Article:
Of The Terrible Doubt Of Apperarances

Walt Whitman 1819 (West Hills) – 1892 (Camden)

   OF the terrible doubt of appearances,
   Of the uncertainty after all--that we may be deluded,
   That may-be reliance and hope are but speculations after all,
   That may-be identity beyond the grave is a beautiful fable only,
   May-be the things I perceive--the animals, plants, men, hills,
         shining and flowing waters,
   The skies of day and night--colors, densities, forms--May-be these
         are, (as doubtless they are,) only apparitions, and the real
         something has yet to be known;
   (How often they dart out of themselves, as if to confound me and mock
   How often I think neither I know, nor any man knows, aught of them;)
   May-be seeming to me what they are, (as doubtless they indeed but
         seem,) as from my present point of view--And might prove, (as
         of course they would,) naught of what they appear, or naught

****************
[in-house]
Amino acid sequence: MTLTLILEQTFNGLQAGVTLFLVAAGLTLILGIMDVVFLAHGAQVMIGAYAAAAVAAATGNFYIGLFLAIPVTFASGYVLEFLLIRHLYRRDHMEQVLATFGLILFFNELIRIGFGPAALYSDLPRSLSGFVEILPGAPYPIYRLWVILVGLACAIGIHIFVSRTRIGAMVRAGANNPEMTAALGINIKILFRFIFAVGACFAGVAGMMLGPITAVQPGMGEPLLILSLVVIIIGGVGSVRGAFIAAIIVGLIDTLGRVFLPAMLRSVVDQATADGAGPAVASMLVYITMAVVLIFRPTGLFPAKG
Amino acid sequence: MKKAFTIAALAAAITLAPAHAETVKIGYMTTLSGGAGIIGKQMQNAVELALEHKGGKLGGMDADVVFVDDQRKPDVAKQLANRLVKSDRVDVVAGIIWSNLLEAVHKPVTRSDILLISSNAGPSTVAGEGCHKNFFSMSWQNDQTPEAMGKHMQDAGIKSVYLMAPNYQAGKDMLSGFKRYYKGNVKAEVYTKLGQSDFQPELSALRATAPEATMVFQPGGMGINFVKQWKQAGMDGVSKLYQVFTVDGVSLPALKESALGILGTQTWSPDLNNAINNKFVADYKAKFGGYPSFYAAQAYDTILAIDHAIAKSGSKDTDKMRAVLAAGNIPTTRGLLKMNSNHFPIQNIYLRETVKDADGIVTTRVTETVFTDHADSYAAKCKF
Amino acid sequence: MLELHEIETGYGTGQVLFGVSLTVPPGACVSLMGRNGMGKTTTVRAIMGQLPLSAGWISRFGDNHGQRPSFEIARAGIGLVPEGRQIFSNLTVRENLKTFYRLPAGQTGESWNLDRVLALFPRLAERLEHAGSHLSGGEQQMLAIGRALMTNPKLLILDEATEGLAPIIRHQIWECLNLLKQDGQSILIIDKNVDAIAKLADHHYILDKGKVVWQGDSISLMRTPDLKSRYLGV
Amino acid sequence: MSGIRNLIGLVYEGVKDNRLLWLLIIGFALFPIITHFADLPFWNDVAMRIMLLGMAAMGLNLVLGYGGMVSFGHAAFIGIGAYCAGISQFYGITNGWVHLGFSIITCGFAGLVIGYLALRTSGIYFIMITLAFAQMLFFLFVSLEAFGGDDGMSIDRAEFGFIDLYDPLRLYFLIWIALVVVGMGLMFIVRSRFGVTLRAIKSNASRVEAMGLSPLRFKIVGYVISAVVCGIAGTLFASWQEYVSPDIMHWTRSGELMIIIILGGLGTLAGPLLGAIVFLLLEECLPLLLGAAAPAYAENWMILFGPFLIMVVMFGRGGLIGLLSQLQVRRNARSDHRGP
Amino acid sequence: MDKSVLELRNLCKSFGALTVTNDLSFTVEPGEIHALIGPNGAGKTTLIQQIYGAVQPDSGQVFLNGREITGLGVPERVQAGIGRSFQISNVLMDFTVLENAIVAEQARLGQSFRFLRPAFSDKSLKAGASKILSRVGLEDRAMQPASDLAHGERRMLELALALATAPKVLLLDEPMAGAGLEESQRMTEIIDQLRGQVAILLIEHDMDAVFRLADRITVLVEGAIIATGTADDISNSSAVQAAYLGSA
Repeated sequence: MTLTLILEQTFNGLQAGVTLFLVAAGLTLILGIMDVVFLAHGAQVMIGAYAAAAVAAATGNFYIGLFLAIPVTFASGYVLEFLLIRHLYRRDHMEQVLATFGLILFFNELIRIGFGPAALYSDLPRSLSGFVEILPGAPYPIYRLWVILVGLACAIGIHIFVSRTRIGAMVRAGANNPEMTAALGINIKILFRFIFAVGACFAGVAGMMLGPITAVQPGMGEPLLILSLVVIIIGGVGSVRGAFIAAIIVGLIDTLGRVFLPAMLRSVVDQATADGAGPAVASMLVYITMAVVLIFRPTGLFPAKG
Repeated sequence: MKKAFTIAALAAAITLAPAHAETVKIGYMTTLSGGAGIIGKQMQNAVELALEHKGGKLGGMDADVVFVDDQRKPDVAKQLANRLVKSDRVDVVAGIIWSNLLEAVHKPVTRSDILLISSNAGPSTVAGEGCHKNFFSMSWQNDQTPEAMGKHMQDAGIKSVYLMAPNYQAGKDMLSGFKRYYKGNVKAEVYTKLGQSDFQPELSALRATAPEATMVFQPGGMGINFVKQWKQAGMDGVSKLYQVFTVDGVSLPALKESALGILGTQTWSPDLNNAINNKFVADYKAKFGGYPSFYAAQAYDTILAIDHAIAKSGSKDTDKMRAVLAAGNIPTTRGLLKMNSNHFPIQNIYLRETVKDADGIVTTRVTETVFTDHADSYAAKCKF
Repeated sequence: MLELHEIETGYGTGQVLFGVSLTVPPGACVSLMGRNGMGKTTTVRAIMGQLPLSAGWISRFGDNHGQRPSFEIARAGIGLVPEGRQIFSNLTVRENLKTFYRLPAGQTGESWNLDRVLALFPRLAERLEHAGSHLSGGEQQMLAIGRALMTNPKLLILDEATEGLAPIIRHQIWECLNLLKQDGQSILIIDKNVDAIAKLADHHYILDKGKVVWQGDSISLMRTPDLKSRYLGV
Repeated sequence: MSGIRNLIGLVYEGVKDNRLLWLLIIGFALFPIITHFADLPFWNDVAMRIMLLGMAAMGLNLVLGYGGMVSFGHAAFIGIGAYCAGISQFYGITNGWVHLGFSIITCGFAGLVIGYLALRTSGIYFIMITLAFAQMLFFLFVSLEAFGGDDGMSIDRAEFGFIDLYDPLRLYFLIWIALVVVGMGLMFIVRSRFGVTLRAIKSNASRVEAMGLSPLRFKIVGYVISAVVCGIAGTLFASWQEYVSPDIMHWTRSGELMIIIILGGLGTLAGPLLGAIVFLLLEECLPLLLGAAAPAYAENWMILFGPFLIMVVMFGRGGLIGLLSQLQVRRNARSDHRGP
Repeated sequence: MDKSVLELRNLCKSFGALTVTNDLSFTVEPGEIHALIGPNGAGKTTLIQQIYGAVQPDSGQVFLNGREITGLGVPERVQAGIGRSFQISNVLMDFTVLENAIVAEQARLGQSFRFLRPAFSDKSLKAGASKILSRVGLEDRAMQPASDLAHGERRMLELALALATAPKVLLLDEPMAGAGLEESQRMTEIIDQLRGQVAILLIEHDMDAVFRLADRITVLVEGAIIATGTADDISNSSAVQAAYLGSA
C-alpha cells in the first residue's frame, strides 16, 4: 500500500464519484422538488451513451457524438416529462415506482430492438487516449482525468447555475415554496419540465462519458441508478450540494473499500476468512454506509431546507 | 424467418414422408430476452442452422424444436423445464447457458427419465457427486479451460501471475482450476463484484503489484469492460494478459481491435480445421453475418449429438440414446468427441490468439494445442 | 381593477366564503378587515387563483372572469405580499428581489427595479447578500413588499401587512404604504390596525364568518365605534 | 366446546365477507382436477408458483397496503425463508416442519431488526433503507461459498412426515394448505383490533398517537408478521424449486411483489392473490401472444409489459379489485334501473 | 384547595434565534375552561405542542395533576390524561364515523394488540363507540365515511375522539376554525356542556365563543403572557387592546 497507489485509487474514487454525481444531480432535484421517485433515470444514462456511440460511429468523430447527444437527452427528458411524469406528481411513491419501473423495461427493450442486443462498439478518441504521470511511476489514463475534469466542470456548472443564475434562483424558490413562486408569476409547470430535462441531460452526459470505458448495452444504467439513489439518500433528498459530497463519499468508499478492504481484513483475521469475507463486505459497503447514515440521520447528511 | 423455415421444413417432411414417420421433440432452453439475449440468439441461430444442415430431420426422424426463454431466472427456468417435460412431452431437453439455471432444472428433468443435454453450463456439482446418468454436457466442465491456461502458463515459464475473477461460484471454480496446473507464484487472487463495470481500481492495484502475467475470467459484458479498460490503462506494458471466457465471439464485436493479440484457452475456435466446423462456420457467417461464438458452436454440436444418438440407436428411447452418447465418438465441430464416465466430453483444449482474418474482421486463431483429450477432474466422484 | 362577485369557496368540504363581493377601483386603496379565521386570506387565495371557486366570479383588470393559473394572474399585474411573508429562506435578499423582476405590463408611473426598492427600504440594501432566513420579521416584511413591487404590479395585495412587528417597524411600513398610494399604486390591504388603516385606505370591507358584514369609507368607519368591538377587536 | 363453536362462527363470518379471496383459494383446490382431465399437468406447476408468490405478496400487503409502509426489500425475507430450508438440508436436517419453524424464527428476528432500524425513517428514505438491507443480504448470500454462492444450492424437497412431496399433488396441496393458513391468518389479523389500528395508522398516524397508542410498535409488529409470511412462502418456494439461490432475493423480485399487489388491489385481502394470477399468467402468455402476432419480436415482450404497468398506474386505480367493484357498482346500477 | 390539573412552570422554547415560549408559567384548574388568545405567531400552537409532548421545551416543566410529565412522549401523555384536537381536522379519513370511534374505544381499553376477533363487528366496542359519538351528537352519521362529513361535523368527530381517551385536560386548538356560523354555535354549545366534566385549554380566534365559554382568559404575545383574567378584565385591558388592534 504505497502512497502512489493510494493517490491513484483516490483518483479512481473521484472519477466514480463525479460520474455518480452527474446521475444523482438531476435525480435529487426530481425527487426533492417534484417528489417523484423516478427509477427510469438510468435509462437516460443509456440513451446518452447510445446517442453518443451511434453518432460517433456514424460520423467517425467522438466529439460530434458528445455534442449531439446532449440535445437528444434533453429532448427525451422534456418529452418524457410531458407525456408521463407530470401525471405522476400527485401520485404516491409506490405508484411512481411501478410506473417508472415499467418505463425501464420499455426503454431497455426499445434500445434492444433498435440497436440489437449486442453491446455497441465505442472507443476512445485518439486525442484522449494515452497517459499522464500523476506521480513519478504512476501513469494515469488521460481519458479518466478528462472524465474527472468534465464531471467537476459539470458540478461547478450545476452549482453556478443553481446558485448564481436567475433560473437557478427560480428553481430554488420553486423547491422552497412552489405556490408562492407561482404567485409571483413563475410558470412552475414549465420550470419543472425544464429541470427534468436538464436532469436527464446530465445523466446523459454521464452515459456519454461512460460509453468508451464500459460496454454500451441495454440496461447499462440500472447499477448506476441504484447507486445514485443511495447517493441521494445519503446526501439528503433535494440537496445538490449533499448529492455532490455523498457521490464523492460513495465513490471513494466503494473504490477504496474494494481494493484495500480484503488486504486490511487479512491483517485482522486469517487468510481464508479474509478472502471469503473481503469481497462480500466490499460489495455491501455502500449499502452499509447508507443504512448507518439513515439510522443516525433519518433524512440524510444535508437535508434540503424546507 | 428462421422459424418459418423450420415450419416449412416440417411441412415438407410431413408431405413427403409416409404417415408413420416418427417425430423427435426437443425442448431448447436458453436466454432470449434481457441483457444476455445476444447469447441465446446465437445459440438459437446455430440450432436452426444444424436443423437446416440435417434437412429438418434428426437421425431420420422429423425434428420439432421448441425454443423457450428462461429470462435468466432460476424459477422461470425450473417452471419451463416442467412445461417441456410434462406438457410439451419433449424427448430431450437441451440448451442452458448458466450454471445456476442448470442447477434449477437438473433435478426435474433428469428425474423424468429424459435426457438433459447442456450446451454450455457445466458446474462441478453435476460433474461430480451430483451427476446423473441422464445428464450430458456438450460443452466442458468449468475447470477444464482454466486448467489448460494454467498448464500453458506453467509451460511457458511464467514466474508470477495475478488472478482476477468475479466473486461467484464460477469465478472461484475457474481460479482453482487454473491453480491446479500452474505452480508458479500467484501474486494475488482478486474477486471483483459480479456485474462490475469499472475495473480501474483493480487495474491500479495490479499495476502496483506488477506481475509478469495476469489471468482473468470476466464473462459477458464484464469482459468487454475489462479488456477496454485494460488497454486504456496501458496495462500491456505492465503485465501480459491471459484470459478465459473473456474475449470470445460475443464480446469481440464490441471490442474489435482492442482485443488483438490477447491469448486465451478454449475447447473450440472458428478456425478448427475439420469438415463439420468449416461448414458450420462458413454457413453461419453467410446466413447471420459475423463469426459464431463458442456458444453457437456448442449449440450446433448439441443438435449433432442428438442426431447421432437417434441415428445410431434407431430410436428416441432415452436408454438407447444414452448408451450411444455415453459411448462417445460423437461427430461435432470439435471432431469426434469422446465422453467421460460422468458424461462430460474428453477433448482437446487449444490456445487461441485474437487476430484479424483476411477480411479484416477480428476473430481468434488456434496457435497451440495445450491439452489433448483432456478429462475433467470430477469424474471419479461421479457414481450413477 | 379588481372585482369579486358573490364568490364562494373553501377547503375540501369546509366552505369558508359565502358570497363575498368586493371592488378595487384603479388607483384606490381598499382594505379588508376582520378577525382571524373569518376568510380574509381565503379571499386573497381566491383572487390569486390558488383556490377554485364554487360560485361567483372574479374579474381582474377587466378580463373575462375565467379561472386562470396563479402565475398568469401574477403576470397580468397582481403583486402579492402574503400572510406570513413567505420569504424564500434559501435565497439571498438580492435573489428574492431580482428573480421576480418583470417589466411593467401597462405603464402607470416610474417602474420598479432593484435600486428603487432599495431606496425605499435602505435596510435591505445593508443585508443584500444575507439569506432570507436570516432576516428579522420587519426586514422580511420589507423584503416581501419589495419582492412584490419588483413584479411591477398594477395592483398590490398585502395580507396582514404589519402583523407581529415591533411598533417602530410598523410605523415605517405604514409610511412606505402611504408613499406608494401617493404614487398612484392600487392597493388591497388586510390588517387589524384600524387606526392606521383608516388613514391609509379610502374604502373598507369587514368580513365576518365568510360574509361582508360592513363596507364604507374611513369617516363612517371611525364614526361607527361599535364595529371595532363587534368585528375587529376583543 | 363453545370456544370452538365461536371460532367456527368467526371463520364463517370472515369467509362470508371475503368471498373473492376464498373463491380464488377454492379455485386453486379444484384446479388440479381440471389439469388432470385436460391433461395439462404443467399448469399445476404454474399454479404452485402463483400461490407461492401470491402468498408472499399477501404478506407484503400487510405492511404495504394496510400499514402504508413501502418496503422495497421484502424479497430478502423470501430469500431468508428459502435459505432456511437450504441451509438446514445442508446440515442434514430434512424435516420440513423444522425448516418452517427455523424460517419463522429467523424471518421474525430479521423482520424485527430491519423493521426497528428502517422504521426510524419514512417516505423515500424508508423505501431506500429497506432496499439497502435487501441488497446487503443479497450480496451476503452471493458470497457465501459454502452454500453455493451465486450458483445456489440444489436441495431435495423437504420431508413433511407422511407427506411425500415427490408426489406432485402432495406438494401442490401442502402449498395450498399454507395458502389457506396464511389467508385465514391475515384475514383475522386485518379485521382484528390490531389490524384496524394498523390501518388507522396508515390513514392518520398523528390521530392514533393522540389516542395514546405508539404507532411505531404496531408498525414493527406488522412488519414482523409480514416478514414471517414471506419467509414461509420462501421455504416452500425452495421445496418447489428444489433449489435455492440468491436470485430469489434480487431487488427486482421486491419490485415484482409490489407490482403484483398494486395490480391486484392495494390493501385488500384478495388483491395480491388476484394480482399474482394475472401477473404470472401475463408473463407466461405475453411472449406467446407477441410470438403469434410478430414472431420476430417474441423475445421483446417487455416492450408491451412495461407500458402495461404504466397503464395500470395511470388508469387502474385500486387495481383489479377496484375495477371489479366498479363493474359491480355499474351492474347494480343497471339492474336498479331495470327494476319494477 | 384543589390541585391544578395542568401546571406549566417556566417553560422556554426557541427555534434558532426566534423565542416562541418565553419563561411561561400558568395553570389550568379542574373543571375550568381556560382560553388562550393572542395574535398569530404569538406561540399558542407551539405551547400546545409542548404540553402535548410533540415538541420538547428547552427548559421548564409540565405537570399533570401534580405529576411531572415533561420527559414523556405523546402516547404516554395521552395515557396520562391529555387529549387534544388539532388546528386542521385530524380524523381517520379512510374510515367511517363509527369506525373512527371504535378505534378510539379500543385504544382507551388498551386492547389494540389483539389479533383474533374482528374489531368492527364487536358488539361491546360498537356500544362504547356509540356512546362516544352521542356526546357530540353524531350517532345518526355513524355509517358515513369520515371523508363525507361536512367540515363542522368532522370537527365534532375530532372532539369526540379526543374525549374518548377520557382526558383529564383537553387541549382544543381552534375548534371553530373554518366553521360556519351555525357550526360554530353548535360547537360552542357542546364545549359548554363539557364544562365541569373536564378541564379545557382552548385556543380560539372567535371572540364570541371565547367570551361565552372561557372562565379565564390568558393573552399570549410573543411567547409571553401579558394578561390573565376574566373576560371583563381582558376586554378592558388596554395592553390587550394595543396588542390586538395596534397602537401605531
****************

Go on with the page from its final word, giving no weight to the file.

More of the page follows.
any how, from entirely changed points of view;
   --To me, these, and the like of these, are curiously answer'd by my
         lovers, my dear friends;                                     10
   When he whom I love travels with me, or sits a long while holding me
         by the hand,
   When the subtle air, the impalpable, the sense that words and reason
         hold not, surround us and pervade us,
   Then I am charged with untold and untellable wisdom--I am silent--I
         require nothing further,
   I cannot answer the question of appearances, or that of identity
         beyond the grave;
   But I walk or sit indifferent--I am satisfied,
   He ahold of my hand has completely satisfied me.

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Submitted on May 13, 2011

Modified on March 19, 2023

1:15 min read

Quick analysis:

Closest metre Iambic hexameter
Characters 1,577
Words 251
Stanzas 1
Stanza Lengths 28

Walt Whitman

Walter "Walt" Whitman was an American poet, essayist and journalist. more…

All Walt Whitman poems | Walt Whitman Books

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